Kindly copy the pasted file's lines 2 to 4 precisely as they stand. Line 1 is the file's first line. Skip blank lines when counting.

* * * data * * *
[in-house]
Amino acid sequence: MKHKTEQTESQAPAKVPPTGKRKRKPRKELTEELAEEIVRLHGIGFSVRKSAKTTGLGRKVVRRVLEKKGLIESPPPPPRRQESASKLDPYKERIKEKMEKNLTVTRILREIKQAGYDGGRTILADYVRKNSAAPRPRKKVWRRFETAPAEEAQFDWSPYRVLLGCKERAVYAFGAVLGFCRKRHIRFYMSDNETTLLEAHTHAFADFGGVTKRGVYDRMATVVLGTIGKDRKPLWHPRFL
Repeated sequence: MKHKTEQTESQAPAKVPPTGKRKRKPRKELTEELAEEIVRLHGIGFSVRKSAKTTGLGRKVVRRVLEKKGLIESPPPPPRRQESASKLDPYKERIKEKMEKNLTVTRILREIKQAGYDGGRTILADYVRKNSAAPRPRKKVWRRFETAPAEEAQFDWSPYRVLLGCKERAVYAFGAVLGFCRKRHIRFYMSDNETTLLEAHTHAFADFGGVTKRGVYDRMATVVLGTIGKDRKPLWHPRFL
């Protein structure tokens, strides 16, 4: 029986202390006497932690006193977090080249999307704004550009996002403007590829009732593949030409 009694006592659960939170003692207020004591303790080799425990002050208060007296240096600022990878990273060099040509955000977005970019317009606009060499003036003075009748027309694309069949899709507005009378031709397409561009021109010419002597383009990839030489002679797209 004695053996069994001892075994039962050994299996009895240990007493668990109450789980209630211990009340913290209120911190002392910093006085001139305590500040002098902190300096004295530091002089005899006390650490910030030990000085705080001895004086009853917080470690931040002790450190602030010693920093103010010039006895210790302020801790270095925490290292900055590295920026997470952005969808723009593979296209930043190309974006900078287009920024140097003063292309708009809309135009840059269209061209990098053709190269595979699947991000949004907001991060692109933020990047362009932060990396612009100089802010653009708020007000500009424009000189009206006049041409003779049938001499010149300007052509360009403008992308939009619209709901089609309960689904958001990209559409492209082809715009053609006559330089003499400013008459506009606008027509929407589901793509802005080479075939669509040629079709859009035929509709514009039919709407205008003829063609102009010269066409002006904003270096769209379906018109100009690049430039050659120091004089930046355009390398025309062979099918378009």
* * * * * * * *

Amino acid sequence: MKHKTEQTESQAPAKVPPTGKRKRKPRKELTEELAEEIVRLHGIGFSVRKSAKTTGLGRKVVRRVLEKKGLIESPPPPPRRQESASKLDPYKERIKEKMEKNLTVTRILREIKQAGYDGGRTILADYVRKNSAAPRPRKKVWRRFETAPAEEAQFDWSPYRVLLGCKERAVYAFGAVLGFCRKRHIRFYMSDNETTLLEAHTHAFADFGGVTKRGVYDRMATVVLGTIGKDRKPLWHPRFL
Repeated sequence: MKHKTEQTESQAPAKVPPTGKRKRKPRKELTEELAEEIVRLHGIGFSVRKSAKTTGLGRKVVRRVLEKKGLIESPPPPPRRQESASKLDPYKERIKEKMEKNLTVTRILREIKQAGYDGGRTILADYVRKNSAAPRPRKKVWRRFETAPAEEAQFDWSPYRVLLGCKERAVYAFGAVLGFCRKRHIRFYMSDNETTLLEAHTHAFADFGGVTKRGVYDRMATVVLGTIGKDRKPLWHPRFL
């Protein structure tokens, strides 16, 4: 029986202390006497932690006193977090080249999307704004550009996002403007590829009732593949030409 009694006592659960939170003692207020004591303790080799425990002050208060007296240096600022990878990273060099040509955000977005970019317009606009060499003036003075009748027309694309069949899709507005009378031709397409561009021109010419002597383009990839030489002679797209 004695053996069994001892075994039962050994299996009895240990007493668990109450789980209630211990009340913290209120911190002392910093006085001139305590500040002098902190300096004295530091002089005899006390650490910030030990000085705080001895004086009853917080470690931040002790450190602030010693920093103010010039006895210790302020801790270095925490290292900055590295920026997470952005969808723009593979296209930043190309974006900078287009920024140097003063292309708009809309135009840059269209061209990098053709190269595979699947991000949004907001991060692109933020990047362009932060990396612009100089802010653009708020007000500009424009000189009206006049041409003779049938001499010149300007052509360009403008992308939009619209709901089609309960689904958001990209559409492209082809715009053609006559330089003499400013008459506009606008027509929407589901793509802005080479075939669509040629079709859009035929509709514009039919709407205008003829063609102009010269066409002006904003270096769209379906018109100009690049430039050659120091004089930046355009390398025309062979099918378009």